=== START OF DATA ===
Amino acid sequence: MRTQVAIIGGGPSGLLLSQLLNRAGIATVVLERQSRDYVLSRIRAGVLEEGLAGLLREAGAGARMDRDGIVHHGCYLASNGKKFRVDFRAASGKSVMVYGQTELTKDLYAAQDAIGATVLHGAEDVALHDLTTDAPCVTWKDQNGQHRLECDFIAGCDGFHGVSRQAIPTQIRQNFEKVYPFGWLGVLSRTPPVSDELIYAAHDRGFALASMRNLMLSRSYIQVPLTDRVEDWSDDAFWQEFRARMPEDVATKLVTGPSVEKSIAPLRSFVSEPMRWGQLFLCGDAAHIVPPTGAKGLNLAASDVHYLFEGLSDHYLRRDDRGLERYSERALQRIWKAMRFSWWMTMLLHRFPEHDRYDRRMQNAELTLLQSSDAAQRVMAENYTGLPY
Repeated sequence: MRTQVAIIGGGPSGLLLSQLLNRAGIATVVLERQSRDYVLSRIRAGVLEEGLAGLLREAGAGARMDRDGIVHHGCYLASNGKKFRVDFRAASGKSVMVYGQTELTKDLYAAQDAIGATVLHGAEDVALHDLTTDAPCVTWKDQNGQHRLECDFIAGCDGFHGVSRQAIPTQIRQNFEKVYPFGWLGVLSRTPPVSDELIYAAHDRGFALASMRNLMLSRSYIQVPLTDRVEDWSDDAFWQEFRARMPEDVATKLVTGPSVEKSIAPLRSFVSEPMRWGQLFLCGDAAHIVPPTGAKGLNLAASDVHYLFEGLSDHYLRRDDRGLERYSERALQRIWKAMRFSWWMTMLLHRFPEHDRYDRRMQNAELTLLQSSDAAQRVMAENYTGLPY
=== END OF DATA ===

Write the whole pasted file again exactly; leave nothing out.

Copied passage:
Amino acid sequence: MRTQVAIIGGGPSGLLLSQLLNRAGIATVVLERQSRDYVLSRIRAGVLEEGLAGLLREAGAGARMDRDGIVHHGCYLASNGKKFRVDFRAASGKSVMVYGQTELTKDLYAAQDAIGATVLHGAEDVALHDLTTDAPCVTWKDQNGQHRLECDFIAGCDGFHGVSRQAIPTQIRQNFEKVYPFGWLGVLSRTPPVSDELIYAAHDRGFALASMRNLMLSRSYIQVPLTDRVEDWSDDAFWQEFRARMPEDVATKLVTGPSVEKSIAPLRSFVSEPMRWGQLFLCGDAAHIVPPTGAKGLNLAASDVHYLFEGLSDHYLRRDDRGLERYSERALQRIWKAMRFSWWMTMLLHRFPEHDRYDRRMQNAELTLLQSSDAAQRVMAENYTGLPY
Repeated sequence: MRTQVAIIGGGPSGLLLSQLLNRAGIATVVLERQSRDYVLSRIRAGVLEEGLAGLLREAGAGARMDRDGIVHHGCYLASNGKKFRVDFRAASGKSVMVYGQTELTKDLYAAQDAIGATVLHGAEDVALHDLTTDAPCVTWKDQNGQHRLECDFIAGCDGFHGVSRQAIPTQIRQNFEKVYPFGWLGVLSRTPPVSDELIYAAHDRGFALASMRNLMLSRSYIQVPLTDRVEDWSDDAFWQEFRARMPEDVATKLVTGPSVEKSIAPLRSFVSEPMRWGQLFLCGDAAHIVPPTGAKGLNLAASDVHYLFEGLSDHYLRRDDRGLERYSERALQRIWKAMRFSWWMTMLLHRFPEHDRYDRRMQNAELTLLQSSDAAQRVMAENYTGLPY